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New fire, ambulance building a first in B.C.
Richmond's plan to combine fire-rescue and ambulance services in a single building in West Cambie is the first agreement its kind in B.C., the city said Thursday.
As first reported in The Richmond Review in April, the city and B.C. Emergency Health Services have agreed to build a joint fire hall and ambulance station in the redeveloping Alexandra neighbourhood.
The city officially announced a 20-year lease agreement this week.
Similar arrangements exist in some rural communities, but this is the first time in B.C. such a facility will be built in a major urban centre.
Scheduled to open in early 2017, the $20.74-million 26,000-square-foot building will be constructed at the southwest corner of Cambie and No. 4 roads on a 0.6-hectare (1.5-acre) site. The location backs onto Tomsett Elementary School and still requires rezoning from the land's residential designation.
The building will replace two aging facilities: Fire Hall No. 3 at 9100 Bridgeport Rd. and B.C. Ambulance Service's Station 250 on Sexsmith Road. Both are located one kilometre from the new site.
Richmond Fire-Rescue will use the new building as its principal training centre, and also locate its emergency vehicle technicians there. Co-locating the ambulance service will lead to "increased collaboration," the city says.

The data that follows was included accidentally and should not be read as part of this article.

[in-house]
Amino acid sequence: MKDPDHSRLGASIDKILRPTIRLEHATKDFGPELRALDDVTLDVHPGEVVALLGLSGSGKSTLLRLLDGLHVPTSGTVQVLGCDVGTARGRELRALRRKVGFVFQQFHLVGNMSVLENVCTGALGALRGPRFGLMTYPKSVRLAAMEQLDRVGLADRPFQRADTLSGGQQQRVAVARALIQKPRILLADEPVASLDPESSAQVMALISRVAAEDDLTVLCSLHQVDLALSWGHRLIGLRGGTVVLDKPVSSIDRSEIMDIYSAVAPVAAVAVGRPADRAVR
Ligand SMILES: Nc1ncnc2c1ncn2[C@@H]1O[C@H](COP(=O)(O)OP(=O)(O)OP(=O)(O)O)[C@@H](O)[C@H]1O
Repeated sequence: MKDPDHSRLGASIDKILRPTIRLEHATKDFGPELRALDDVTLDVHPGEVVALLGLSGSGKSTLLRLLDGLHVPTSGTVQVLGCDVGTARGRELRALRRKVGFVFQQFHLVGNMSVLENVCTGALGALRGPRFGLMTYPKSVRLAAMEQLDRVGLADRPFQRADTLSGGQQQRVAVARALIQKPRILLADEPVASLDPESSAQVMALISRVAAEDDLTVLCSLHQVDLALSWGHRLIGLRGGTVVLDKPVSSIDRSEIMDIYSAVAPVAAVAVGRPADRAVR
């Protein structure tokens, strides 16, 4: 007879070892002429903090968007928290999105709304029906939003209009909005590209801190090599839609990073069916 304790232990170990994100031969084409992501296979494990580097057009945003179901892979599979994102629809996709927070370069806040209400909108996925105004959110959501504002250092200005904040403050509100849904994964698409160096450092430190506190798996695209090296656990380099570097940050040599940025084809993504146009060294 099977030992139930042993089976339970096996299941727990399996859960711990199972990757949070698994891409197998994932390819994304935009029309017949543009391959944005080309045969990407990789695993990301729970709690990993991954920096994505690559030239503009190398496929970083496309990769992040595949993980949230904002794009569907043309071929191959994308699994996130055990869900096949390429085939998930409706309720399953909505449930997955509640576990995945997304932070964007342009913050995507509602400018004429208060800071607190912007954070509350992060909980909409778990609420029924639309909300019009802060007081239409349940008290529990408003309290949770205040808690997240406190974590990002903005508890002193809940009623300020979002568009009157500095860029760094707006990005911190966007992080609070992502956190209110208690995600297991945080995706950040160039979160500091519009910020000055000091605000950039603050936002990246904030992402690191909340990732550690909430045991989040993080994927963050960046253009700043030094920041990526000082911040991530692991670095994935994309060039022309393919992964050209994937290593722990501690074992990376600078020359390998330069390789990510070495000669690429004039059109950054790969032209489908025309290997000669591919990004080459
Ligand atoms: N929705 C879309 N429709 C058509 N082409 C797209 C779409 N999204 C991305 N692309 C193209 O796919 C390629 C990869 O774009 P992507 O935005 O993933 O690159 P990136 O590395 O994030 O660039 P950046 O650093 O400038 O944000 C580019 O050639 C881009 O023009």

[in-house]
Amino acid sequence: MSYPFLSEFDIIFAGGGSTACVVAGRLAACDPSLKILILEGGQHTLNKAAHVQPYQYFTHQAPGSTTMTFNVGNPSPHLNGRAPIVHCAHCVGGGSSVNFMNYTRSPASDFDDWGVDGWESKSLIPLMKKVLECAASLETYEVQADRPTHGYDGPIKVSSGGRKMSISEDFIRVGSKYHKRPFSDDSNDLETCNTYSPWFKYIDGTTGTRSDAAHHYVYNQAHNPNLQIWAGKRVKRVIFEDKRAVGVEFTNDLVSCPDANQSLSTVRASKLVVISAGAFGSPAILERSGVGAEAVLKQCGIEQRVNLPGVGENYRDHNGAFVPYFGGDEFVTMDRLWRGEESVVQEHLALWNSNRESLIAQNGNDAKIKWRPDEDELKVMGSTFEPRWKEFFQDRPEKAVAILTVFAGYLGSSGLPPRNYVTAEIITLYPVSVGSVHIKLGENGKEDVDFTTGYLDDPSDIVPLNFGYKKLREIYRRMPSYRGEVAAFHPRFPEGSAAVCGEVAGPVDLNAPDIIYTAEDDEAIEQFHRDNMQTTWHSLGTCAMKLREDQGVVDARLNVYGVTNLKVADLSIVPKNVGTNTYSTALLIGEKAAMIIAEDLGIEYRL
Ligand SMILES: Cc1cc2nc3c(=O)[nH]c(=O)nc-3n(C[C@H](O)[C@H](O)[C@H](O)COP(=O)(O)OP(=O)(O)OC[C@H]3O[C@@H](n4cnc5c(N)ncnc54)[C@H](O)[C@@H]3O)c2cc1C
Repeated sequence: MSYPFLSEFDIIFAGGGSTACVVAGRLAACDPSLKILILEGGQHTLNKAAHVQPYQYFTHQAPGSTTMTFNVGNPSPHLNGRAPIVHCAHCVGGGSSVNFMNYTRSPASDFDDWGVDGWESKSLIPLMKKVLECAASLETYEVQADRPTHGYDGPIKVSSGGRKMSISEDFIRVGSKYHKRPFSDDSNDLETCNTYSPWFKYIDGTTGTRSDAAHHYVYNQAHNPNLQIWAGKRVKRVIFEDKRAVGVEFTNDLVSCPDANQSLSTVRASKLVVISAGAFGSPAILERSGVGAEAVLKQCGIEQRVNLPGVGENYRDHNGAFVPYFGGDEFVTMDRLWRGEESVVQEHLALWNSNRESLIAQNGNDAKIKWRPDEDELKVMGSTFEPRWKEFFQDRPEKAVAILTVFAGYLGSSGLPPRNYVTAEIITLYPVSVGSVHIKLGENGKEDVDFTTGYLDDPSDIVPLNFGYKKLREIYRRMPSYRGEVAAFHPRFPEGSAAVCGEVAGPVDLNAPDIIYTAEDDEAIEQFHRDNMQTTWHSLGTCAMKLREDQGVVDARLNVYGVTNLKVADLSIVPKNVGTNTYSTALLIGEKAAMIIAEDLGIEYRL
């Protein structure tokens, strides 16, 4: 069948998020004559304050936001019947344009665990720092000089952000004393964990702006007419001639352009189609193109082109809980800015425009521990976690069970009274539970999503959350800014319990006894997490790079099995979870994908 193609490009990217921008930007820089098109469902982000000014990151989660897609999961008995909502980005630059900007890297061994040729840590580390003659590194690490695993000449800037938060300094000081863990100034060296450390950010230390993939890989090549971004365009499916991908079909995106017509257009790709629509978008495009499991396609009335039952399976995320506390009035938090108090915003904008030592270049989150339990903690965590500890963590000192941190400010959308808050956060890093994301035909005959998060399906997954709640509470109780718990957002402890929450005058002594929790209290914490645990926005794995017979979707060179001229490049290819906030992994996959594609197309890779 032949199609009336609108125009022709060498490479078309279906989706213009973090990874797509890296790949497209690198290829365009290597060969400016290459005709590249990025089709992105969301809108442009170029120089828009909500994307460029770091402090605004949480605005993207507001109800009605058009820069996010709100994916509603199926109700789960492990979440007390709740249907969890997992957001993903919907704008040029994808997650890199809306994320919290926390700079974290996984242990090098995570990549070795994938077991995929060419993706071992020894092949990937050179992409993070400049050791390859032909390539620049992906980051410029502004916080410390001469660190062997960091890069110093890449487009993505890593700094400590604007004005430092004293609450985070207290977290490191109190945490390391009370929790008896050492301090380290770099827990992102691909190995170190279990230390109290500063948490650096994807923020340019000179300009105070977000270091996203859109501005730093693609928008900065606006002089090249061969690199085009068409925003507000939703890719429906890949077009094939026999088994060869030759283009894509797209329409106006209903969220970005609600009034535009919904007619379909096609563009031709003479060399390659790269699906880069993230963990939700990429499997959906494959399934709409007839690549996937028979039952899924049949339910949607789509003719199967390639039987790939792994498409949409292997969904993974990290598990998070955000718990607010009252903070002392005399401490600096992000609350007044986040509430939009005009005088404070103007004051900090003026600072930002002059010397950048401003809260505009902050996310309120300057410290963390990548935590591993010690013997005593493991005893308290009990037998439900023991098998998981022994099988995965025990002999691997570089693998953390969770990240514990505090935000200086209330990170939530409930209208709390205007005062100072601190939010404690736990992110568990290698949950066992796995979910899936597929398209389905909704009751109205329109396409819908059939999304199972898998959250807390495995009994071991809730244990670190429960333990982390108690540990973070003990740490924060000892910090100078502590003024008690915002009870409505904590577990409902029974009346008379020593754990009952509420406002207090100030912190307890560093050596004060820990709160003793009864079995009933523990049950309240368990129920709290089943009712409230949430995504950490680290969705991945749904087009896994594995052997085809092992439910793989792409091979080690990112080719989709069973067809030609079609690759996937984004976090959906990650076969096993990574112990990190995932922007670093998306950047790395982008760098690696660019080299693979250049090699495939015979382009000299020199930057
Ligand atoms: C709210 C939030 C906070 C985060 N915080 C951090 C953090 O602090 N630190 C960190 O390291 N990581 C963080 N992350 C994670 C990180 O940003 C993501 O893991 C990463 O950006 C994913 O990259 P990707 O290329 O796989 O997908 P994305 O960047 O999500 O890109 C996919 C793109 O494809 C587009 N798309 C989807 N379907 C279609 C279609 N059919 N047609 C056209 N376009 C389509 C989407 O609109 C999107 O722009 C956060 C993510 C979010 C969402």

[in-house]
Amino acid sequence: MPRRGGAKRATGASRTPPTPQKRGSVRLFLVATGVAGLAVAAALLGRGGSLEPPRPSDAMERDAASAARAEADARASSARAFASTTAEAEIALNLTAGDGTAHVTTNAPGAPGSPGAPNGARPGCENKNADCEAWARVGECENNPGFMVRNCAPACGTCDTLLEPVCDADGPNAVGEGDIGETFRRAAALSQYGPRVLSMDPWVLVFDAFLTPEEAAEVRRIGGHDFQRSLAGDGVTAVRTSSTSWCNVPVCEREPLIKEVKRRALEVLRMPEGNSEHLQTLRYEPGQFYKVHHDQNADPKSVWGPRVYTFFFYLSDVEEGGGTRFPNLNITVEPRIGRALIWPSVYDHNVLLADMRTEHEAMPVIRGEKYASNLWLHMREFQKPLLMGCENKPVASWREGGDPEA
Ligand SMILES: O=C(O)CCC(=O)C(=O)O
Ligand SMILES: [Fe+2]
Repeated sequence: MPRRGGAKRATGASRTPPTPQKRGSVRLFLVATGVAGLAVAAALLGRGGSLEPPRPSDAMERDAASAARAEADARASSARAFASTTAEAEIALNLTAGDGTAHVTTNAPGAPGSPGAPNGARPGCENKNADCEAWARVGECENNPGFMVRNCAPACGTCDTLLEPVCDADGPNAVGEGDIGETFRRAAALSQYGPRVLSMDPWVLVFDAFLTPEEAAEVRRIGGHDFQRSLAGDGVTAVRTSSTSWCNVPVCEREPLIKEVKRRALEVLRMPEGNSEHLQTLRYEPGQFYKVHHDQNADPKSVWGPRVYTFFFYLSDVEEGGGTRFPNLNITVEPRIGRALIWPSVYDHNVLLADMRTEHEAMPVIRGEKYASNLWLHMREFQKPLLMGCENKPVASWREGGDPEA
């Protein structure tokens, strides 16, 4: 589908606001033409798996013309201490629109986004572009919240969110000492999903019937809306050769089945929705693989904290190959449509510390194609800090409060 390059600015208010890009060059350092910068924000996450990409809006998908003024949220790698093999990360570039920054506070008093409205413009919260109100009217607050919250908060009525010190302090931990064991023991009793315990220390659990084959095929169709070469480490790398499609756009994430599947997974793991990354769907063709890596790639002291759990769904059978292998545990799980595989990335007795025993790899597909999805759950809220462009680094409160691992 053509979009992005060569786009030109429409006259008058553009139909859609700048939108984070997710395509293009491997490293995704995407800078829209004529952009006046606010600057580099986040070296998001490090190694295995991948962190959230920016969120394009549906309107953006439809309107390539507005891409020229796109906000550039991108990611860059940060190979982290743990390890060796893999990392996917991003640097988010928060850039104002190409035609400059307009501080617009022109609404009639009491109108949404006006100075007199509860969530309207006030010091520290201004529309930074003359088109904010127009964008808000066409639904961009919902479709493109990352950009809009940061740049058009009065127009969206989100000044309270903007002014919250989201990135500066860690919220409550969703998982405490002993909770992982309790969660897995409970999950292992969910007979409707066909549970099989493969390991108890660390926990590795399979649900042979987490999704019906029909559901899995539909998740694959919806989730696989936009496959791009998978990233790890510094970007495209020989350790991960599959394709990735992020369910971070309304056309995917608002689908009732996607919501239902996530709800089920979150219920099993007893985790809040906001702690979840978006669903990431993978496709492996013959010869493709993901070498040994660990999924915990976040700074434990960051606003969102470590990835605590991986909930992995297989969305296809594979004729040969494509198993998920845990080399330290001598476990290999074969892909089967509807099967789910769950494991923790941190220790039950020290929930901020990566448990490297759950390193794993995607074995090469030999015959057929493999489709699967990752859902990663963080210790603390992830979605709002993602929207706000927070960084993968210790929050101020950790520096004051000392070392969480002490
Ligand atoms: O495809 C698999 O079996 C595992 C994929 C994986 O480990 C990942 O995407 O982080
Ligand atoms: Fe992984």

"This innovative approach will create opportunities for two of our most critical emergency response agencies to work more closely together, which will improve community safety," said Richmond Mayor Malcolm Brodie in a news release. "It will also provide savings for taxpayers.”
Said Peter Thorpe, executive director of metro operations for B.C. Ambulance Service: "Having a purpose-built facility ensures the building accommodates the unique needs of emergency services so our crews can deliver excellent care to those in need."
The station will be built to LEED gold status, the third highest rating of four environmental certification levels set out in the Leadership in Energy and Environmental Design process.
In April the city issued a request for proposal seeking an architectural firm to design the building. But the city said the call was premature and the plan was subsequently withdrawn.
It came over a decade after city council first decided to rebuild the 55-year-old Fire Hall No. 3. That 2002 plan called for the new station to be rebuilt on its Bridgeport Road site. But after further study, it was abandoned.
New plans came along in 2008 with an eye on the Cambie Road site. But at the time it wasn't clear whether the B.C. Ambulance Service would join the fire station, and the proposal was withdrawn.
Fire Hall No. 3 is one of the last Richmond fire stations to be replaced or upgraded. The city has replaced fire halls in Hamilton, Sea Island and Steveston, and extensively renovated and seismically upgraded the hall in Shellmont.
The other fire hall due for replacement is Fire Hall No. 1 on Gilbert Road—Richmond Fire-Rescue's headquarters. Plans call for it to be rebuilt on site at a cost of $21.5 million.